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How I upgraded the Lenovo 4 10 Plus to Android Pie/9 and passed SafetyNet

Before you do anything listed below Please Please Please understand that if done incorrectly you will break your tablet and make it unusable. It is also important to note that not all devices with this name is the same, I have only tested this on the X704L but it would probably work the same on X704F as well, do not try this on any other tablets without first verifying with the creators that it works on your tablet.

I am writing this guide mainly as a reference for my future self so it will be on a level where you already have to know the basics of these things. If you don’t understand the steps in my guide, please head over to the XDA thread instead and have a look at their instructions for installing the OS.

I have made backups of all the files I mention in this guide as I know this type of thing tends to disappear after a few years. If any of the files / sites I link to has disappeared let me know and I will share these files. I will only share my copy of the files once the official ones are gone as I want the creators/maintainers to get the credit they deserve. By going the official route you also make sure you always get the latest versions.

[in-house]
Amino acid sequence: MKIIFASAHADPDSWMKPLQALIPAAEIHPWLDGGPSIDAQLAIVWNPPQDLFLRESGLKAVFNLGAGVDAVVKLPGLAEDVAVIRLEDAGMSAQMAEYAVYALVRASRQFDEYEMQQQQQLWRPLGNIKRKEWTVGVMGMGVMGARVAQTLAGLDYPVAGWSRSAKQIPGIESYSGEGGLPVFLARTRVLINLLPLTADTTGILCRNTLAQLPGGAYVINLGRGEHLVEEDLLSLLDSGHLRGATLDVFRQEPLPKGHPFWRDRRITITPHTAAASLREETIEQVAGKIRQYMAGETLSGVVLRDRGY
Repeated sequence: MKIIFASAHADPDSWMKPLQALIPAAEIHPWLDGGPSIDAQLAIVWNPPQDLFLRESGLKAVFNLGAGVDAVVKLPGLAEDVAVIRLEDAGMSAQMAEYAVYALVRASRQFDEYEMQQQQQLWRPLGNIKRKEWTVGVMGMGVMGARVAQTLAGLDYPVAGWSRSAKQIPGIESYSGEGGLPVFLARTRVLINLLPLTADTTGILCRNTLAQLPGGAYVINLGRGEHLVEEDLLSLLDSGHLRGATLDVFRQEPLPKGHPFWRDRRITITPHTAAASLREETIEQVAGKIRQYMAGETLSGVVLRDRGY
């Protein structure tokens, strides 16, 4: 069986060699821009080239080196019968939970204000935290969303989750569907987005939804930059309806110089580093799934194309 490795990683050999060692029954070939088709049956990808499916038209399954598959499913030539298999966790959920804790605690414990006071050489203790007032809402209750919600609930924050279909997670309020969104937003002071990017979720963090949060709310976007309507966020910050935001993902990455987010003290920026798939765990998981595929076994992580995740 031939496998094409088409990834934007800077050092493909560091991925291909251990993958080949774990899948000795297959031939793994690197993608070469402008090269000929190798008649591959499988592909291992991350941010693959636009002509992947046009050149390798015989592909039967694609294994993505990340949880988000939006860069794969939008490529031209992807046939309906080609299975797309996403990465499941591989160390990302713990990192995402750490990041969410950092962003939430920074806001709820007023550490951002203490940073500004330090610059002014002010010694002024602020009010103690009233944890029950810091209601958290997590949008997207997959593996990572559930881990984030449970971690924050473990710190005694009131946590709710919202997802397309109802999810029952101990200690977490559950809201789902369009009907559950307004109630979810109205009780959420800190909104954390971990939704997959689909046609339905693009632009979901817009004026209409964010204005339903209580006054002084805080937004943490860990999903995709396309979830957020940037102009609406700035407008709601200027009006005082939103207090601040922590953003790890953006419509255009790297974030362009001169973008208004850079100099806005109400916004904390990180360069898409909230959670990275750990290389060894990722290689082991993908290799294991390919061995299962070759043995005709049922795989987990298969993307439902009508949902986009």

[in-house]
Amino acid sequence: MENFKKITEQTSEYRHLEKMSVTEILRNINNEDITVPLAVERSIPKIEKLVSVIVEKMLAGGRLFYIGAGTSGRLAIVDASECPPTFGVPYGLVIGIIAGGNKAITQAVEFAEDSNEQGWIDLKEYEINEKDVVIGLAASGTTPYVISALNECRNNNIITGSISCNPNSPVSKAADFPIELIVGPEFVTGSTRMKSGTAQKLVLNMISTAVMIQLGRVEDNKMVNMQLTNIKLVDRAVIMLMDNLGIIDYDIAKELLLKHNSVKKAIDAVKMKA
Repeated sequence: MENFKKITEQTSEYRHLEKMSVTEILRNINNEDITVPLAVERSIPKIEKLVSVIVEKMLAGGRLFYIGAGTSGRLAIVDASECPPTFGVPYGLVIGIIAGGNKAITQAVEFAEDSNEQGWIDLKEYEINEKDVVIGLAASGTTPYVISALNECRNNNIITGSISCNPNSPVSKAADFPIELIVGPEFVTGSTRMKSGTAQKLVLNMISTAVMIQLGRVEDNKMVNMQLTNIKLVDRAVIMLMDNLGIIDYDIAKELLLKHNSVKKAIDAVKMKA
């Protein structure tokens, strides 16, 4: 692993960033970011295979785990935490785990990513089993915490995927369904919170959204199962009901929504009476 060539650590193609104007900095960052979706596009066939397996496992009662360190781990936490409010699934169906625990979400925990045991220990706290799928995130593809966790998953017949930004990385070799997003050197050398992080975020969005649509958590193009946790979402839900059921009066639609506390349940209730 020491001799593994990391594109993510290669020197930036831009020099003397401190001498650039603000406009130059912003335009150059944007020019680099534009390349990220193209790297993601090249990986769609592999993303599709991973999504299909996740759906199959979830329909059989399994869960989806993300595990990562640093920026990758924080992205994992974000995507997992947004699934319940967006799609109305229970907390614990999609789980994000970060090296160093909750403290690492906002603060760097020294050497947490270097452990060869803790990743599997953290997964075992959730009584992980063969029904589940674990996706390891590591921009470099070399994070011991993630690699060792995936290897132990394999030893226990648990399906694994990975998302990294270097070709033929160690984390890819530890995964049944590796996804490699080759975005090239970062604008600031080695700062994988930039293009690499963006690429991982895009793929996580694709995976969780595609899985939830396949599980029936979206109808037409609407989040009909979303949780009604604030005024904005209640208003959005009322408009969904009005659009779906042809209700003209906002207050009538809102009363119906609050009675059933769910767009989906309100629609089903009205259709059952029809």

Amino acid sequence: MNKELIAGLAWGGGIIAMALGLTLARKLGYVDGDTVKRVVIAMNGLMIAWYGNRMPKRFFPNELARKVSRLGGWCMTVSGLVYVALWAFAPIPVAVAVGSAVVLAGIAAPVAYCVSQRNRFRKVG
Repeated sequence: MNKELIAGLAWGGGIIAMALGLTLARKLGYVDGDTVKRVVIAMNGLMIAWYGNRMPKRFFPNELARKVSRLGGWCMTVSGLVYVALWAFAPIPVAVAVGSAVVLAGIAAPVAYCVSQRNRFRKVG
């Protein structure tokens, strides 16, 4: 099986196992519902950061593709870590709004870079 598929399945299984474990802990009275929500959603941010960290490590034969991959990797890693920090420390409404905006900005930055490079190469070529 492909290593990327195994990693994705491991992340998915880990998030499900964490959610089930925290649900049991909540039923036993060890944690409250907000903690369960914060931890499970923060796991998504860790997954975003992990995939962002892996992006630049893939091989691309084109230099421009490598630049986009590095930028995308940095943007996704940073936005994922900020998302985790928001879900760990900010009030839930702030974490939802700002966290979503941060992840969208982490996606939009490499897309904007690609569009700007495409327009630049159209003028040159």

The following are the steps I followed when I did it earlier this week, please note that newer versions might require different steps.

I started by installing Minimal ADB and Fastboot on my computer, this was to allow me to send commands to the tablet easier.

Next I enabled developer options on the tablet and enabled OEM unlock and USB debugging, I connected the tablet to the computer and ran the following command

adb reboot bootloader

This put the tablet in the bootloader mode where you only see a Lenovo logo. Once I saw the logo I ran another command. Keep in mind that this command will factory reset the device.

fastboot oem unlock-go

As the device is now factory reset I had to enable USB debugging again and after that it was time to start downloading the stuff I was going to install.

First off was TWRP. One thing to keep in mind here is that the TWRP states that it is for X704F and not X704L. The version I used worked fine on the L but make sure to verify that newer versions do this as well before flashing. The version I used was twrp-3.3.1-0-X704F.img.

Next it was time to download the ROM, when I write this there is only one Pie ROM available for the tablet and that is an Unofficial version of Lineage OS 16 maintained by yener90. I used the version that was released 20190609

Since Lineage comes without any Google software I also downloaded the Micro GApps pack from The Open GApps Project. Make sure to check Arm64, Android 9 .0 and Micro before hitting download.